Those up front also sit lower to the ground by 21mm, and the added width means they also sit 20mm further apart. That extra girth is unique to models sold outside of Japan: the flexibility of the platform means Japan-spec Yarises are narrower to better suit local needs.

This new structure is around 20kg lighter than the outgoing Yaris, but also 37% stiffer, with more of the weight concentrated lower down in the car’s structure. This same architecture can also house a compact four-wheel drive system – reserved specifically for the GR Yaris hot hatch, in Europe, at least.

How does it drive?

Toyota’s been building hybrids since 1997, and you know what? It’s pretty good at it.

The old Yaris left a lot to be desired, but this latest ‘self-charging’ drive system is brilliant. Quiet, smooth, and of course, hugely economical.

The Yaris is an all e-CVT affair. It ain’t half bad either (more on that later). While Toyota reckons that a 1.0-litre non-hybrid might come to the UK in the next two to three years.

The 1.5-litre engine used here is a three-cylinder version of the 2.0-litre, four-cylinder found in the Corolla, utilising the Atkinson cycle and running a high compression ratio of 14:1.

It’s linked to a new electrical motor producing 80bhp and 104lb ft of torque, along with a lighter lithium-ion battery pack and drives the front wheels via a CVT automatic gearbox.

This Mk4 Yaris is the first to use this new type of battery pack, allowing double the recharge capacity and 50% more output. Locating it beneath the rear seats not only prevents it from eating up boot space, but also allows for the battery pack to remain cool through the use of the cabin’s air temperature – negating the need for a stand-alone liquid cooling system, hence resulting in a 12kg weight saving over the old version.

Toyota Yaris (2024) static front

The beefier battery helps the Yaris operate in pure EV mode for around 80% of the time in typical urban journeys and can be driven up to 80mph before the petrol engine kicks into life – that’s 55mph higher than the previous version.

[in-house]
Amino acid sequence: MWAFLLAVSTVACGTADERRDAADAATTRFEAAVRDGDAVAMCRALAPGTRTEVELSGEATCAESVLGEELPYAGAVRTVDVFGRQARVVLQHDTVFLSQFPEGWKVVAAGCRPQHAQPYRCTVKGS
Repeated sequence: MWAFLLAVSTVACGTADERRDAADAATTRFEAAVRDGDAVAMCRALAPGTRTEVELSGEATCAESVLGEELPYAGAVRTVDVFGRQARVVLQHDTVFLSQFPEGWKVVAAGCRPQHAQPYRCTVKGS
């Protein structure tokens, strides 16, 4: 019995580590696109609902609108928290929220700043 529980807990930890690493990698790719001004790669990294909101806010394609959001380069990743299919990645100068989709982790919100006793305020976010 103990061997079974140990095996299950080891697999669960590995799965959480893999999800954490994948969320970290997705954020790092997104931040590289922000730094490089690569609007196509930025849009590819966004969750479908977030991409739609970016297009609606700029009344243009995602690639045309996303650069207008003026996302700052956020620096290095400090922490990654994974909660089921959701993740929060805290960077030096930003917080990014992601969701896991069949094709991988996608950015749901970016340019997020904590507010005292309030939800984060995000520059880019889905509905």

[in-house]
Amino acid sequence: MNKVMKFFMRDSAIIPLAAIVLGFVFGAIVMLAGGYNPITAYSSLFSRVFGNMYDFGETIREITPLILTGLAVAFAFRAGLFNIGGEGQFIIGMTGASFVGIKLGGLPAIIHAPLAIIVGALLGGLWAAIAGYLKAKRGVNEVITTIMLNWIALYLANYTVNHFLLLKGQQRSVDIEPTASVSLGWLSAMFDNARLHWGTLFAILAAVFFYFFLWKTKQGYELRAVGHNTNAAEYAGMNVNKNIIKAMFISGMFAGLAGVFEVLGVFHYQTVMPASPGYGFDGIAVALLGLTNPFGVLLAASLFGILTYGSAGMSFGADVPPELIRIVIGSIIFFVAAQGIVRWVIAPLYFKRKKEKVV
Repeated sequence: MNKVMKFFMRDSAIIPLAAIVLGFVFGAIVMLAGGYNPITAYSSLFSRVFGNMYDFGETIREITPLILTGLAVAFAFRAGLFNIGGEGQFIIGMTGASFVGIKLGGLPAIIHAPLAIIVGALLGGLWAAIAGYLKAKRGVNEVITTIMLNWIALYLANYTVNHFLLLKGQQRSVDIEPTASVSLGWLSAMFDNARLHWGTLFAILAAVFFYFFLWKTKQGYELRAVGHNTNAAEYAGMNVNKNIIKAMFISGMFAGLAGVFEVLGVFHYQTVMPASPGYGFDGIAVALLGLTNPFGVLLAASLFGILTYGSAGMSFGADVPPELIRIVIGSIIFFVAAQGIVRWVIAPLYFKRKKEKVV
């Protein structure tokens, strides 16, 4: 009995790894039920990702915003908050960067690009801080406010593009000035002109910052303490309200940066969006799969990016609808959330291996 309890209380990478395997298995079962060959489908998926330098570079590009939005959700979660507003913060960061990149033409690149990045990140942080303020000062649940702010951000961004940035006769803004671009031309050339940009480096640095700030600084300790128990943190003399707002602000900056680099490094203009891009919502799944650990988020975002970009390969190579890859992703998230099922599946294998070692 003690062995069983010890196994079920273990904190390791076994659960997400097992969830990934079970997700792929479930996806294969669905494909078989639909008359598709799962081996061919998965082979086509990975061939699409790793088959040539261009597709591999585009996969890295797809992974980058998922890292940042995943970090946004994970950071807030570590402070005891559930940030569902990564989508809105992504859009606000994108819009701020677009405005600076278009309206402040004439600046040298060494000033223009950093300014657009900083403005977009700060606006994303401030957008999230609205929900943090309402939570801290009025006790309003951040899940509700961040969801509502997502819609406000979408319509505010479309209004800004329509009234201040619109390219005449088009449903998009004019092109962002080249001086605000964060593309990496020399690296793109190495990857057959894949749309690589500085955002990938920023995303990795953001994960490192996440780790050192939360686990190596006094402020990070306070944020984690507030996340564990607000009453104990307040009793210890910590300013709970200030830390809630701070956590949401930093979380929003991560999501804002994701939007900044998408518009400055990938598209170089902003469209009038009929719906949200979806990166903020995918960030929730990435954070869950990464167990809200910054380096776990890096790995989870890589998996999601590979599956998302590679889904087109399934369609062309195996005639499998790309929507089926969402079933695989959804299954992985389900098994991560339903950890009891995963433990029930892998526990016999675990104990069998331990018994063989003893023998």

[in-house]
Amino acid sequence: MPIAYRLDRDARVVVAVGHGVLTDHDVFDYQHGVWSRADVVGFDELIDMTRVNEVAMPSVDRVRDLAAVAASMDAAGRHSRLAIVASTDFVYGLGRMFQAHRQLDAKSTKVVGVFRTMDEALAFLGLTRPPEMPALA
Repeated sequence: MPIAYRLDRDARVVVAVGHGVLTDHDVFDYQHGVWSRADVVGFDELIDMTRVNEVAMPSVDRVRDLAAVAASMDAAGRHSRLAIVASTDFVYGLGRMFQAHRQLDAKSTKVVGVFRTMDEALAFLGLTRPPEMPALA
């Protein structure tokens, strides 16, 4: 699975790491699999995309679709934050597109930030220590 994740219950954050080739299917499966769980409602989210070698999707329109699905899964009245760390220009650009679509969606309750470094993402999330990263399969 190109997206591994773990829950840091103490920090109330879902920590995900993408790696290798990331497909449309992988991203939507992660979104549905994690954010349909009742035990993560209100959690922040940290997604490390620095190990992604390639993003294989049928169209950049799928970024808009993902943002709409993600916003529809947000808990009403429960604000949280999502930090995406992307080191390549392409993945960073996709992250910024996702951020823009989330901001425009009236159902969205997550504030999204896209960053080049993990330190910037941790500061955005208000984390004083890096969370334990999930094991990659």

All in all, there’s 16% more power than the outgoing Mk3 Yaris Hybrid, and yet a 20% reduction in CO2 emissions – win-win.

Power from the petrol engine is up from 101bhp to 118bhp, with a 0-62mph time of 10.3sec – a claimed two seconds quicker than the previous version. CO2 emissions see a 26g/km drop over the previous model, rated at 86g/km under WLTP conditions.

The other headline figure Toyota is keen to point out relates to the improved torque delivery during overtaking speeds of 49-74mph, with a reduction in time of two seconds, down to 8.1sec.

Remember the term ‘rubber band’?

Toyota’s been building hybrids since 1997, and you know what? It’s pretty good at it.

The old Yaris left a lot to be desired, but this latest ‘self-charging’ drive system is brilliant. Quiet, smooth, and of course, hugely economical. The Yaris is an all e-CVT affair, and while those who remember driving Toyota hybrids of old will most likely remember the tedious experience of getting one to accelerate up to any desired speed, this latest Yaris performs with a noticeable step-up in response in stop-start traffic.

You can set off from stationary with little hesitation now, leaving BMW 320d drivers fumbling behind as they wait for their start-stop system to finish cranking their engine back to life. It’s genuinely entertaining.

This is one of the best CVTs around. It’s a huge step up from the outgoing model, with very little of that elasticity feeling, where it sounds like the revs are rising but you’re not actually going any faster.

The 1.5-litre engine is remarkably quiet too, which goes some way in explaining why acceleration is less tortuous on your eardrums.

One thing we can be certain is the engine being far more hushed than it used to be, even when working hard. Its deeper-sounding, thrummy three-cylinder tone doesn’t sound like it’s in pain, and there’s little vibration coming through into the cabin, making for a relaxed place to spend time in when tackling city traffic.

The most noticeable noises filtering through into the cabin typically stem from the electrical hardware, whining away under acceleration and during braking at low speeds. Drive around in B mode and the regenerative braking system makes it worse, sounding like a generator kicking in every time you lift off the accelerator. That said, it’s mainly noticeable when you don’t have the radio on and if you opt for the JBL sound system, there’ll be plenty of speakers willing to help sort that out.